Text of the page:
I had planned to make a “potato” salad substituting rutabaga for the potatoes. I cooked the rutabaga and boiled the eggs and then thought I really was not in the mood for such a heavy salad after all. So what to do when I was in the middle of making something else. Well, I repurposed the eggs for egg salad and set my mind to coming up with a new rutabaga salad. To go lighter I decided to use plain yogurt rather than mayonnaise.
- 1 rutabaga, peeled, chopped, and cooked.
- 1/2 yellow onion, diced
- 2 stalks of celery, chopped
- 2 springs of parsley, chopped
Peel and dice one rutabaga into chunks. Put in a saucepan and boil until tender but not mushy. These have substance and toothiness but no crunch. Removed from the heat, put in colander to drain away hot water and rinse in cold water so they quit cooking. Let cool in the fridge for half an hour or so.
Add chopped onions, celery, and parsley. Mix together lightly.
For the dressing I mixed
- 1/2 cup plain yogurt
- 1/3 cup rice vinegar
- 1 TBSP curry powder
- salt and pepper
Mix the yogurt, vinegar, curry powder, and salt and pepper well. Stir into salad and toss lightly. Put in the fridge for an hour or more to let the rutabaga begin absorbing the flavor. Use your own judgment on curry powder, lots of people like things spicier than I do and some like it less spicy. The dressing is light and does not overdress the salad. You don’t want a pool of liquid in the bottom of the bowl.
This is a delicious salad, the curry adds heat, the vinegar some brightness and the texture is wonderful, with just the right amount of bite.
In a saucepan, heat 2 TBSP of olive oil over medium heat. Add 1 diced yellow onion and 2 cloves of garlic, crushed and minced, 1 tsp of dried thyme, 2 bay leaves, 2 bags of black tea (Remove the string.), and salt and pepper. Cook until the onions are translucent. Add 1 cup of dried lentils and 4 cups of vegetable broth and bring to a boil before lowering to a simmer and putting the lid on to simmer for about 20 minutes until done. The tea adds a bit of smokiness and umami to the lentils.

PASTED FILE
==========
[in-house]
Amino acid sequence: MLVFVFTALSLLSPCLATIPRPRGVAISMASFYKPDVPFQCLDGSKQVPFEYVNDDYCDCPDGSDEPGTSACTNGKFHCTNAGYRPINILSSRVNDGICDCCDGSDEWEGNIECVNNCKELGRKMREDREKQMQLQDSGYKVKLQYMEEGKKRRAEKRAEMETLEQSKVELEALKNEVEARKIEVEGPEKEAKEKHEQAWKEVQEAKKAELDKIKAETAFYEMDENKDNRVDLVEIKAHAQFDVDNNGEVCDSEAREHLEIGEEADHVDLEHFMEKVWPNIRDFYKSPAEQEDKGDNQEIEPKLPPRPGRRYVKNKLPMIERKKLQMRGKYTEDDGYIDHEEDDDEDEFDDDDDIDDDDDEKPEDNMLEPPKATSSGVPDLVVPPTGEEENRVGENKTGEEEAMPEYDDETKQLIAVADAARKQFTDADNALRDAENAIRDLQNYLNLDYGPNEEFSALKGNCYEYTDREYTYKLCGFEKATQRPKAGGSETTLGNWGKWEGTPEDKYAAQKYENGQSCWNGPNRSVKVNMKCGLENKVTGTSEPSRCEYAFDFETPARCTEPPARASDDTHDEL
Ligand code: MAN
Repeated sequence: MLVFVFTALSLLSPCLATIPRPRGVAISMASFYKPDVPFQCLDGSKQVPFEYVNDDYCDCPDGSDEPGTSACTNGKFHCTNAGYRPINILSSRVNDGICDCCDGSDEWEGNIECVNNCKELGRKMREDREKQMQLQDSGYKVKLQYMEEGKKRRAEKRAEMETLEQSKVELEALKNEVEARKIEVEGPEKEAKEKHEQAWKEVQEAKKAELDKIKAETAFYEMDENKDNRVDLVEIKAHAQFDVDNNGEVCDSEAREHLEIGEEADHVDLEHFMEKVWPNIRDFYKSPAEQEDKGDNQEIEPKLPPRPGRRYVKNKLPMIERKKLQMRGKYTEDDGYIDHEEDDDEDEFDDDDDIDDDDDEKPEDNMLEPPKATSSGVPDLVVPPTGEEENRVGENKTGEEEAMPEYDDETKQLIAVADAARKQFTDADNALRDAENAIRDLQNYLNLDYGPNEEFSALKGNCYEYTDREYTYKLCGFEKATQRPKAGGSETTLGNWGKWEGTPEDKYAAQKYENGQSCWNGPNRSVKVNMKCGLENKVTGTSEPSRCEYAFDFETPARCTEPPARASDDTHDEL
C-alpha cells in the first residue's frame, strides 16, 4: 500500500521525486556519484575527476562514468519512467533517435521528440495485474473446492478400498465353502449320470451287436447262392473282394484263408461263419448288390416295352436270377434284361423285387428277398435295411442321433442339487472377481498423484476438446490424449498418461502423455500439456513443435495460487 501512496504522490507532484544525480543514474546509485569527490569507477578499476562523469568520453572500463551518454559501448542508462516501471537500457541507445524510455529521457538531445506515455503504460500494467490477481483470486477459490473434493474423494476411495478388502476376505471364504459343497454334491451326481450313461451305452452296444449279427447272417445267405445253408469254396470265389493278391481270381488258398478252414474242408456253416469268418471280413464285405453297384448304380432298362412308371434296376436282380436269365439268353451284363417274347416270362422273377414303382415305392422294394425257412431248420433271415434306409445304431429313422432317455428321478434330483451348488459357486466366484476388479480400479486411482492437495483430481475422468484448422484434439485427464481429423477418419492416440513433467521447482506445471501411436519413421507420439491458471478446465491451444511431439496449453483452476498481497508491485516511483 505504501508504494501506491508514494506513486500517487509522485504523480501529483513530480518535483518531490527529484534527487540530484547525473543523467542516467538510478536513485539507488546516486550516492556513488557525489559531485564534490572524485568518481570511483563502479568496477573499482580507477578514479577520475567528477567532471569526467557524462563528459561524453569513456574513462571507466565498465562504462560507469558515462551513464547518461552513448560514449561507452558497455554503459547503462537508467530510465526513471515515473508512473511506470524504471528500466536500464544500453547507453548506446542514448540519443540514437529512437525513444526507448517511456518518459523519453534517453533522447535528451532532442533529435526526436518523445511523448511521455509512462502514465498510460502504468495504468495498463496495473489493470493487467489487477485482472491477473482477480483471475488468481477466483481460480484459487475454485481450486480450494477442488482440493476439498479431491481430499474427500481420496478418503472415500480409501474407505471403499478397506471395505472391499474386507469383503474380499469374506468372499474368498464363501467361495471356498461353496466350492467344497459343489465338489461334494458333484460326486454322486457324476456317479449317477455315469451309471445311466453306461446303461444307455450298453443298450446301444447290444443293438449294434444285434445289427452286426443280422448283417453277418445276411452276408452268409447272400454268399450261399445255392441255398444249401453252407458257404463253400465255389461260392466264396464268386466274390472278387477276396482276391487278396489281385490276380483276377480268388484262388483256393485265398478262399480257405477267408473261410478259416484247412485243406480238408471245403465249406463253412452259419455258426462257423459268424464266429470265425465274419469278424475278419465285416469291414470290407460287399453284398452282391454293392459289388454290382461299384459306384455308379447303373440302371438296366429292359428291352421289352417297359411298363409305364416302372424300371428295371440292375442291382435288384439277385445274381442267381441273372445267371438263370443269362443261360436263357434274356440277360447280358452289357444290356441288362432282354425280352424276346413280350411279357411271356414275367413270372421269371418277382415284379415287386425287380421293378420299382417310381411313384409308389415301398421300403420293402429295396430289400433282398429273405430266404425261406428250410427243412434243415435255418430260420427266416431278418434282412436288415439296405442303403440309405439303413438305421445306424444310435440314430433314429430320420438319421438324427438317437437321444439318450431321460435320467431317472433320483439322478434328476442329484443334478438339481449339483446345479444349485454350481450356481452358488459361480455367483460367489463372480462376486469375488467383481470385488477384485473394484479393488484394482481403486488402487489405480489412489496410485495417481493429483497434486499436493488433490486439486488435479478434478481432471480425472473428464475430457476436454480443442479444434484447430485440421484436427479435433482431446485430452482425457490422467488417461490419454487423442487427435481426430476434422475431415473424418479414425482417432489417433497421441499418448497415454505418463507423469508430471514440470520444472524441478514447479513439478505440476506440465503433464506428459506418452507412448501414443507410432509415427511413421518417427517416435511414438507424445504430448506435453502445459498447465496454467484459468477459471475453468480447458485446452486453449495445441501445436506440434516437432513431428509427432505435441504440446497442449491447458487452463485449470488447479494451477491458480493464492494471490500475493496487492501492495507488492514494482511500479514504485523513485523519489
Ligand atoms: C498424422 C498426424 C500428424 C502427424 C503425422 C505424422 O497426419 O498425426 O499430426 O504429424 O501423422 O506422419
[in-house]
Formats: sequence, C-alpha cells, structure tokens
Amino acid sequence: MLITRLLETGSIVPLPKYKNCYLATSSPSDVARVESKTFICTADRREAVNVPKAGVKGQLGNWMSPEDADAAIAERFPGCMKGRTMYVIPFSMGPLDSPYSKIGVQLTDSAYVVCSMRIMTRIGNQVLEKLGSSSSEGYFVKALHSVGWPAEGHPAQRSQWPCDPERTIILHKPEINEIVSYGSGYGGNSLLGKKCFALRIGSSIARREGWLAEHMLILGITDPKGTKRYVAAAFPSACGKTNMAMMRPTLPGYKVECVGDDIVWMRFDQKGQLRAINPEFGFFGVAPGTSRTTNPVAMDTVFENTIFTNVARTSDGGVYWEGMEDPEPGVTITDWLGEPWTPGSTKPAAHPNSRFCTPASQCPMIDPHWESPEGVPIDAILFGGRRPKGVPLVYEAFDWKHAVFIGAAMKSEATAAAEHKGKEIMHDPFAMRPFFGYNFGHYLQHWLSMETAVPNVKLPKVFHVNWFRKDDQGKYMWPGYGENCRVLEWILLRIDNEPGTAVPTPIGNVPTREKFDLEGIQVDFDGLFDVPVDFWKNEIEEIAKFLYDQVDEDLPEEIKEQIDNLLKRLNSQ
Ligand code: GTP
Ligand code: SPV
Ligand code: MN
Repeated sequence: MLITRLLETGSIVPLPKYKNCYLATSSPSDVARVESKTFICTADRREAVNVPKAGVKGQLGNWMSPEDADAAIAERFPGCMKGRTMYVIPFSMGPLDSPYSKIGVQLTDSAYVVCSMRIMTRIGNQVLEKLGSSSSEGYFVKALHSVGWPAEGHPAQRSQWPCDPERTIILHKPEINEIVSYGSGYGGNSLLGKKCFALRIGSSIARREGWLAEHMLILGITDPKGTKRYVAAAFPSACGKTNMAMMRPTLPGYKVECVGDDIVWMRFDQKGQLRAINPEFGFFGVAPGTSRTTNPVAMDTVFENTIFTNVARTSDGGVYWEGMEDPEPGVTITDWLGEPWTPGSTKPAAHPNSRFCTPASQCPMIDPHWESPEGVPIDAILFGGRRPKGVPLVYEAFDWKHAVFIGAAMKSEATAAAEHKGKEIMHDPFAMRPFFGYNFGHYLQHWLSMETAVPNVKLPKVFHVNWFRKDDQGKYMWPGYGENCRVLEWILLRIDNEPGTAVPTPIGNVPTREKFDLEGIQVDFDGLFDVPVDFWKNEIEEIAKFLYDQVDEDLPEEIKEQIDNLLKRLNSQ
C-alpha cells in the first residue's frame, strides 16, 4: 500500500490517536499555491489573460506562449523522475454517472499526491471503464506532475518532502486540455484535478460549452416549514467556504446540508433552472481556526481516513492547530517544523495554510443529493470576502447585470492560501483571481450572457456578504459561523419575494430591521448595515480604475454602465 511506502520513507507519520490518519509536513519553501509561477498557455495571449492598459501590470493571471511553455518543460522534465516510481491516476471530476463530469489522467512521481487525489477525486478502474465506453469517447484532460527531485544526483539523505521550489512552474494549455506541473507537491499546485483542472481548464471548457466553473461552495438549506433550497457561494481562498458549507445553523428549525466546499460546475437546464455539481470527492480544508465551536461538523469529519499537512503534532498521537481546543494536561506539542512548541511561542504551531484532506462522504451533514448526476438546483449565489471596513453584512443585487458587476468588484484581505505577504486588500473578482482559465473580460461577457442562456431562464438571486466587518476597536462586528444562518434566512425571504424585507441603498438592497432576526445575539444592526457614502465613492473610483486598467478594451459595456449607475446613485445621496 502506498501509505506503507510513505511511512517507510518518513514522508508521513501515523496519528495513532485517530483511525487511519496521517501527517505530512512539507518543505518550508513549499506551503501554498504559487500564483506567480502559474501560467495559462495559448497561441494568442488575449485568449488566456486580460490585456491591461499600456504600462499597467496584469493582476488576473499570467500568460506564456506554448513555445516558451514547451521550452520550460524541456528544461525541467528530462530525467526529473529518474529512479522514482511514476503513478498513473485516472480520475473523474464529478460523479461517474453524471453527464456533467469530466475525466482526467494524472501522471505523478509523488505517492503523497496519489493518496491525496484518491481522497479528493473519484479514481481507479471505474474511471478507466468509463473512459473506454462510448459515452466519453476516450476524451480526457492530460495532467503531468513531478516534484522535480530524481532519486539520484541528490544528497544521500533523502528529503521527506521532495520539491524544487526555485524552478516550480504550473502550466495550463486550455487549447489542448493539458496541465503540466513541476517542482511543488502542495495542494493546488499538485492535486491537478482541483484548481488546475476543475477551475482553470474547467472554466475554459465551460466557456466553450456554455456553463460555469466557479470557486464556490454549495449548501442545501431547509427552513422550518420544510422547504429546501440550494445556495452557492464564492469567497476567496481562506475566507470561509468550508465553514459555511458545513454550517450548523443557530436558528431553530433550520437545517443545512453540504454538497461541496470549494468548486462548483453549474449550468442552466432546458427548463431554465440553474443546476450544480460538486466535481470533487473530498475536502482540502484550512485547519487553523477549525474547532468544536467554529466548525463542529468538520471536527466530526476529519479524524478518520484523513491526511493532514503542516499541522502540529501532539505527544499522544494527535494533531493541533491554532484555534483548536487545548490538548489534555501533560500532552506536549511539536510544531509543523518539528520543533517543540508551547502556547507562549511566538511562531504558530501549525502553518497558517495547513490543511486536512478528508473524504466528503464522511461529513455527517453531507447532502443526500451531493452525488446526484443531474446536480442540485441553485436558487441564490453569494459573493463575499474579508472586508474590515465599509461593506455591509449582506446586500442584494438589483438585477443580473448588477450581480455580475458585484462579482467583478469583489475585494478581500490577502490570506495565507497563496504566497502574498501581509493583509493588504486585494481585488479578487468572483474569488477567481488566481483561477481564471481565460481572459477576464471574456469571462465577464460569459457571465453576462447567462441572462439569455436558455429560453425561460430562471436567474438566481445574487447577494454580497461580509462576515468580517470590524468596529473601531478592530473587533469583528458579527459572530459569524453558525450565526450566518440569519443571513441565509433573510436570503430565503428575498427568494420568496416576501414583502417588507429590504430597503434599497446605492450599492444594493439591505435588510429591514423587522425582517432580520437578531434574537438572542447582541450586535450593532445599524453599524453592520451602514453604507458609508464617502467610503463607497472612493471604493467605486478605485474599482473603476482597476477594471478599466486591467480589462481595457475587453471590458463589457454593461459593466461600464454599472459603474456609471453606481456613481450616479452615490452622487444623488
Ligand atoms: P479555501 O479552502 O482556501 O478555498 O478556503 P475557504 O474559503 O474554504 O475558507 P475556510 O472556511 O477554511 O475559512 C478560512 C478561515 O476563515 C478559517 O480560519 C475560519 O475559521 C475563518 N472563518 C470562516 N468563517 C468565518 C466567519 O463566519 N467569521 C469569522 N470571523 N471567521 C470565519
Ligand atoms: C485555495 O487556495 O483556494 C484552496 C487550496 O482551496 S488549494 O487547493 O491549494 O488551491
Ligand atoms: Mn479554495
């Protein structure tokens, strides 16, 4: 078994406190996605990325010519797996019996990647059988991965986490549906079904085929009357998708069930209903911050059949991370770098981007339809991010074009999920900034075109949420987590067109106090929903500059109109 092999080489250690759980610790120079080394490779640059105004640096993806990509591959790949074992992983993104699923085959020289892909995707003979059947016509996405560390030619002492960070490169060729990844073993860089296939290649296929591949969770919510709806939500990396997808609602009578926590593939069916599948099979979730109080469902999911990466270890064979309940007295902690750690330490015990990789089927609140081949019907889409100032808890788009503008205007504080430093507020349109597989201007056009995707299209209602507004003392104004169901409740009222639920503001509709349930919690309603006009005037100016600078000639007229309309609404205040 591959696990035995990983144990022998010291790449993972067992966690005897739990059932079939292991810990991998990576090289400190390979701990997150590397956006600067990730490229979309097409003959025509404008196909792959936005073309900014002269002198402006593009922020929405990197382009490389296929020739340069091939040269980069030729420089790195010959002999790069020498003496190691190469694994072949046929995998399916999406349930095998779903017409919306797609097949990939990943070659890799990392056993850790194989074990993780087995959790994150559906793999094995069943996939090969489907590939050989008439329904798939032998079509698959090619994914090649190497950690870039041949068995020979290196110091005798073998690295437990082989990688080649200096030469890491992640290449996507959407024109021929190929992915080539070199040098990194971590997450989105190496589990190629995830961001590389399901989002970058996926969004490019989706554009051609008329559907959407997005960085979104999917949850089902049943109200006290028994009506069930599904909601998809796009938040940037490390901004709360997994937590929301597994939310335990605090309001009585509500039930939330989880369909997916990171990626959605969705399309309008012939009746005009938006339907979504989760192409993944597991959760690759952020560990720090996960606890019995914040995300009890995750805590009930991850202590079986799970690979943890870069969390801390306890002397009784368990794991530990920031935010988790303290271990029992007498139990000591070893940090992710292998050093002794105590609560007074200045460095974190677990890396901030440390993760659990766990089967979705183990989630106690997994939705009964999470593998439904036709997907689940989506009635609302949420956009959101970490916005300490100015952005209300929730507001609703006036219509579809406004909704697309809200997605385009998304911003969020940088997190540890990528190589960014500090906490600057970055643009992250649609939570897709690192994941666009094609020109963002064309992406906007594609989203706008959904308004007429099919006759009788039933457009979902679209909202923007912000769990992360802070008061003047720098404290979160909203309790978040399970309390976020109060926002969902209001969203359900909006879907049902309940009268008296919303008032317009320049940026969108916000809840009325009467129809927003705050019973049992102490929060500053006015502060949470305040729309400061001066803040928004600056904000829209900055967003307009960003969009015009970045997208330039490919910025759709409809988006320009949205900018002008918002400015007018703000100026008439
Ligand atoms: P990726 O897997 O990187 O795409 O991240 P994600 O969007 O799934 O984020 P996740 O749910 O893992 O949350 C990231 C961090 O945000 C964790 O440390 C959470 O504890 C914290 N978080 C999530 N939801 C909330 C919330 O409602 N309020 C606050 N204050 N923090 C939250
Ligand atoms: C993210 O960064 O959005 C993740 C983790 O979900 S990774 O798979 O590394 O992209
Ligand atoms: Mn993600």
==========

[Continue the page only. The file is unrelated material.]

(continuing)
Peel and chop one rutabaga into half-inch pieces.
In a cast iron skillet, heat 2 TBSP of olive oil over medium heat. Add 1 TBSP of Jamaica jerk seasoning and 1 TBSP of curry powder to the oil and heat until the aroma blooms. Add the chunks of rutabaga and sauté for about ten minutes so the pieces start to soften and brown a bit. Add about 1/2 cup of water and put the lid on for about 10 minutes or until tender.
Add the rutabaga to the finished lentils. Stir, and add 1 TBSP of balsamic vinegar or more to your taste. The vinegar’s tang will reduce the heat from the Jamaica jerk and curry powder.
Serve with a bit of fresh chopped cilantro on top.
The cool thing is that while the flavors blend beautifully, the constituent parts retain their individual flavors, so the rutabagas have that heat and the lentils that rich smokey heartiness. This is a thirty minute or so dish and serves eight. I know it’s not a single serving, but rutabagas are HUGE! The thing is, it reheats perfectly and only gets more delicious the next day.
I put a cast iron skillet on the stove at a low medium (4 out of 10) heat and put about 1/4 cup of sauteed celery and onion mix in the pan to thaw. (When I got 10 heads of celery from Harvest Share, I sauteed half of them with onions and made the other half into mirepoix and froze them in freezer bags, so I just pulled out a bag, whacked it against the counter a few times, and dumped 1/2 cup of it in the pan.
While the onions and celery thawed in the pan, I peeled a turnip and cut into chunks a little less than an inch square. I added some salt and pepper and let cook for about 4 minutes. Coming back to stir it a bit, I added 1 TBSP of rice vinegar and 1 tsp of curry powder. I stirred a few minutes longer before adding 1/2 cup of fresh kale. I put the lid on and let it cook for a few more minutes, removing when the turnips were tender.
You don’t really taste the vinegar, but there is a lightness to it that comes from that bit of acid. The curry adds a nice bit of heat and the turnips are such a bright, sharp flavor that balances well with the earthy kale.